Egypt's government to restrict NGO vote monitoring

Salah Nasrawi
3 Min Read

CAIRO: Egypt’s government is seeking to severely restrict the work of non-governmental organizations, including preventing them from monitoring elections, three dozen NGOs said Monday.

Draft legislation to curtail local NGOs will be brought before parliament in the coming months, the groups said in a letter of protest. An official at the government ministry responsible for overseeing the work of NGOs confirmed there was new legislation but refused to discuss its contents because it has yet to be sent to parliament.

The 36 groups that protested the draft say it is intended to prevent the monitoring of a parliamentary election to be held by the end of the year and a presidential election next year.

In a separate step, 100 opposition lawmakers introduced a bill of their own aimed at allowing free and transparent elections, but this stands virtually no chance of clearing a parliament firmly under the control of President Hosni Mubarak’s ruling party.

Opposition to Mubarak’s nearly three decades of unchallenged leadership was stirred recently by the return to Egypt of Mohammed ElBaradei, the Nobel Peace Prize winner and former chief of the UN’s nuclear monitoring agency, which is headquartered in Vienna. Since his return earlier this year, ElBaradei has spoken forcefully for constitutional changes to make Egypt’s elections freer and fairer.

He is forming a coalition to press for the reforms, without which it is unlikely he could run against Mubarak.

The government’s legislation would penalize any NGO or advocacy group working without a government permit, the protest letter said. About 25,000 such groups would have to join a government-controlled federation that would vet their licenses and watch over their activities and funding.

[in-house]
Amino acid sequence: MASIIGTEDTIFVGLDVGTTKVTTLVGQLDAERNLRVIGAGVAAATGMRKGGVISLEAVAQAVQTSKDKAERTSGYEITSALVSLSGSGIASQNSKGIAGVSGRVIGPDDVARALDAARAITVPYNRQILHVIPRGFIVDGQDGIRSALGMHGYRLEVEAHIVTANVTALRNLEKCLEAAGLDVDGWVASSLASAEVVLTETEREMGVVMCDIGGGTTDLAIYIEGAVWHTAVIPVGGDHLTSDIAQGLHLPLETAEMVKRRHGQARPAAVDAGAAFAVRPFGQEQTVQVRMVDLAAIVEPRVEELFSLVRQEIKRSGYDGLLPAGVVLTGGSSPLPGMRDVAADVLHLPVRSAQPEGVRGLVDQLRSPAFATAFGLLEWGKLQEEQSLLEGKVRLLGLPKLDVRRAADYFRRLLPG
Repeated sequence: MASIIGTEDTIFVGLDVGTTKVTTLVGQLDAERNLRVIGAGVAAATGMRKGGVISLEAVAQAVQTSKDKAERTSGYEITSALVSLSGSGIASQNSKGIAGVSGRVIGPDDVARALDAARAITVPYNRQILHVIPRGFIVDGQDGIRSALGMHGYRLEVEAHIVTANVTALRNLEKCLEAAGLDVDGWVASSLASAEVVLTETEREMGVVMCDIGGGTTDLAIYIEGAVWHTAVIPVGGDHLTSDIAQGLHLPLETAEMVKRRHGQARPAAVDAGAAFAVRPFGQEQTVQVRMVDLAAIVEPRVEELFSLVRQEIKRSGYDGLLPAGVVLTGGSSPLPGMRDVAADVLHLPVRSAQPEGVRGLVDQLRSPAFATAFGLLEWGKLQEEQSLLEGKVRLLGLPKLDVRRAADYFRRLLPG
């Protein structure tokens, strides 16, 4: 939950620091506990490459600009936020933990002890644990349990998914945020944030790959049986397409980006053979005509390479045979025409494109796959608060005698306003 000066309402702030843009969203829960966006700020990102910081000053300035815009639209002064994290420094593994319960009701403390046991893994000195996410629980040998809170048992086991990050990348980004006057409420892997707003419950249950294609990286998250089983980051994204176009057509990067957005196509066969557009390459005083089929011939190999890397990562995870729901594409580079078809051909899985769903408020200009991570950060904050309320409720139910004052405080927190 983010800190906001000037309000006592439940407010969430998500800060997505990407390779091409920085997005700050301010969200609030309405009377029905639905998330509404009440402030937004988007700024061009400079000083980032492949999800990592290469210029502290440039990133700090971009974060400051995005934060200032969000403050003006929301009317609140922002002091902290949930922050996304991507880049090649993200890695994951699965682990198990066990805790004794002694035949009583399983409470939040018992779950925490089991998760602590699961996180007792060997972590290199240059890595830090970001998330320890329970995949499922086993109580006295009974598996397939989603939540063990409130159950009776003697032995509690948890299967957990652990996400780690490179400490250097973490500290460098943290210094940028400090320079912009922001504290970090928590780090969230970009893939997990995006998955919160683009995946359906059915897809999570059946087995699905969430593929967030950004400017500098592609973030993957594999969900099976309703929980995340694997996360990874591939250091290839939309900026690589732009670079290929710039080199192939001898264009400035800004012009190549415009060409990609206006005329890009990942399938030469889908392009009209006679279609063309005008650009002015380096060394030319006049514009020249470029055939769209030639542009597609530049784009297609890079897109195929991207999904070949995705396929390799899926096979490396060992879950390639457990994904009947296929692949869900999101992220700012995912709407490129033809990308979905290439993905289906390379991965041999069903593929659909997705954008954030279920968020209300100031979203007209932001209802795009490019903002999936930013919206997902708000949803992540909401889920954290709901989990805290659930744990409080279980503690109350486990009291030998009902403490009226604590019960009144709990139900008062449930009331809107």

“This will hijack the organizations’ free will and subjugate it to the will of the government, said Bahey El-Din Hassan of the Cairo Institute for Human Rights Studies and a signatory of the statement.

The opposition’s draft legislation calls for electronic voter registration and election monitoring by the judiciary. Egypt currently has no independent election monitoring. It would also bar children of the head of state and other senior government officials from running for the presidency.

Mubarak is believed to be grooming his younger son, Gamal, to succeed him.

Mubarak, who is still in Berlin recuperating from surgery, has not said if he will run for re-election next year, but some leaders of the ruling National Democratic Party have suggested he will.

The 2005 presidential election was the first to allow multiple candidates, but tough requirements limit who can run.

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